Just Hold on We’re Going Home
10 Signs You’re Having Reverse Culture Shock
By Emma White, Syracuse University
Coming home from study abroad means a lot of things. It means returning to friends and family, back to your schools’ campus and the normality of your life before you had this experience. It also means a lot of reminiscing, starting every sentence with “Well when I was abroad” and having your friends hate you for it and probably some boredom. You start to pick up all the differences between the place you’ve called home your whole life and the place you just called home for 3 and a half months.. some good, and some bad.
1. Being totally and completely obsessed with the city you studied abroad in There’s no better way to describe coming back from study abroad than being totally and completely obsessed with the place you studied abroad. Every sentence begins with “When I was in London” and story somehow relates back to that time you were abroad. It’s a trump card thrown on the table because in the story you’re telling, you were abroad. You’ve already planned weekly dinners with all the people you went abroad with and have already told anyone going to your study abroad city next semester that you’re going to be jealous. I know I’ll be that girl liking every Instagram, Facebook post, tweet etc. relating to London in the slightest way.
2. Driving Minus the fact that I was welcomed home with my car not starting and a visit from AAA (obviously the first person I wanted to see when I came back to the States) I was honestly pretty nervous about driving again. Not only was it the longest I had ever gone without driving but that whole driving on the other side of the road thing really sticks in your head after a while. Just as I had finally gotten used to crossing the street not only was I expected to follow a completely opposite set of road rules, but I was going to be behind the wheel while doing so! I felt like I should be issuing a PSA or something, or have a bumper sticker that said “Driver is returning from London” like you would have a “Student Driver” or “Baby on Board” sticker. Needless to say, I’ve managed to stay on the “right” side of the road, and without any fatalities I might add!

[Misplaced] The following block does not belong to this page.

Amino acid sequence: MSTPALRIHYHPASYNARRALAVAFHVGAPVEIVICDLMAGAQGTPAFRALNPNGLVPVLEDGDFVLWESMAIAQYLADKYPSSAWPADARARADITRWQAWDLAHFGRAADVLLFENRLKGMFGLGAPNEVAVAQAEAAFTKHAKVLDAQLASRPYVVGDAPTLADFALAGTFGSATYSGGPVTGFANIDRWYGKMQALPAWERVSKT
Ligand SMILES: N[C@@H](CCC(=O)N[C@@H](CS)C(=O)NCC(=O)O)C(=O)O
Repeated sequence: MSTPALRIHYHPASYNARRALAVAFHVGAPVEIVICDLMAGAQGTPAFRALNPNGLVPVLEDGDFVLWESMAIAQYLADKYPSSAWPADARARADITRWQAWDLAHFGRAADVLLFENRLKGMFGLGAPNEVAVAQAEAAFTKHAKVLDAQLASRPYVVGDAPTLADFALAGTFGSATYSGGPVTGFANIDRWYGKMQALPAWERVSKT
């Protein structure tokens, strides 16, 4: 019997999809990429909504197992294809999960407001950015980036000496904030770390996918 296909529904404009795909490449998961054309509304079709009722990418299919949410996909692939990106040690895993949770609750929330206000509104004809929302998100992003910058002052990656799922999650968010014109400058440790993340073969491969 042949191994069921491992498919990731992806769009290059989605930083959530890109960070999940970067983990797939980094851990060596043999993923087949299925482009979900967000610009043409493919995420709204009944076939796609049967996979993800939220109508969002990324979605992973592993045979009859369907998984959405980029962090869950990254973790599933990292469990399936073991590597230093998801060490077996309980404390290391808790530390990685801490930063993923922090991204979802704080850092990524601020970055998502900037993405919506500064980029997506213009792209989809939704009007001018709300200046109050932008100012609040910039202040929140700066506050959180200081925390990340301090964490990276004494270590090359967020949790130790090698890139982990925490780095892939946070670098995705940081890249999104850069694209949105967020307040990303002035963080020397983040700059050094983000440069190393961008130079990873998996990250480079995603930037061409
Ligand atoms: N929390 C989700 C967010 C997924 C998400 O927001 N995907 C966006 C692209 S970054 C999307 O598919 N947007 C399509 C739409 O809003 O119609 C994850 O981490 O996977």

3. The Dollar This is something I don’t think anyone returning from a semester, or any significant period of time, is complaining about. Swiping your credit card without the looming transaction fee is a great feeling. There is something comforting about knowing that you’re not just pretending the conversion rate doesn’t exist, only to remember later, but that the price listed is really the price! No strings attached!
4. Food Talk to just about any study abroad student going home, ask them what’s the first thing they’re going to do and the answer will probably in some way involve food. Missing your favorite foods from home is up there right behind missing family and friends. More specifically, ask a study abroad student what they’re going to eat at home and the answer a good amount of the time will involve bagels. Do not underestimate the power of a good bacon, egg and cheese bagel sandwich. And what goes better with a bagel sandwich than iced coffee. Also high on the list of things I’ve missed from home. More generally though, the availability of ice water in restaurants especially is enough to make me miss America. I swear the English have replaced their body’s need for water with beer, leaving me dehydrated for roughly 3 and a half months.